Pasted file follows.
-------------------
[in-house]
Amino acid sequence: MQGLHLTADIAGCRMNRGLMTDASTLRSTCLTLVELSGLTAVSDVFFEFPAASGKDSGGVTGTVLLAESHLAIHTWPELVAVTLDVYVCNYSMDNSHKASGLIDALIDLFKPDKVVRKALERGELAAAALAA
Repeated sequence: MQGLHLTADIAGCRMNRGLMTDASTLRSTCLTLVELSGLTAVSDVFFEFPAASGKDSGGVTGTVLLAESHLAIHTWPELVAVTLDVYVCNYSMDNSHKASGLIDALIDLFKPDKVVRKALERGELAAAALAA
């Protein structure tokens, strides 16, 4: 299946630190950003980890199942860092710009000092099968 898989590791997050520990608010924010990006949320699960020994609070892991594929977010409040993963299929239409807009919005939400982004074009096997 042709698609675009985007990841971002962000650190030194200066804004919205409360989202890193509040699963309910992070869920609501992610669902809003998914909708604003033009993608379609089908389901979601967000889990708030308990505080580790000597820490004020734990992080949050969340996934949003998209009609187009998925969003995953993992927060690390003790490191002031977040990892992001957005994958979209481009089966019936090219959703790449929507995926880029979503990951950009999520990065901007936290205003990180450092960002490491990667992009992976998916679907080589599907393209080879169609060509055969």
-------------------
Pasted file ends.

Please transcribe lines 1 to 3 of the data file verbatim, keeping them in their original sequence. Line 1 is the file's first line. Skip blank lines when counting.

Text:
[in-house]
Amino acid sequence: MQGLHLTADIAGCRMNRGLMTDASTLRSTCLTLVELSGLTAVSDVFFEFPAASGKDSGGVTGTVLLAESHLAIHTWPELVAVTLDVYVCNYSMDNSHKASGLIDALIDLFKPDKVVRKALERGELAAAALAA
Repeated sequence: MQGLHLTADIAGCRMNRGLMTDASTLRSTCLTLVELSGLTAVSDVFFEFPAASGKDSGGVTGTVLLAESHLAIHTWPELVAVTLDVYVCNYSMDNSHKASGLIDALIDLFKPDKVVRKALERGELAAAALAA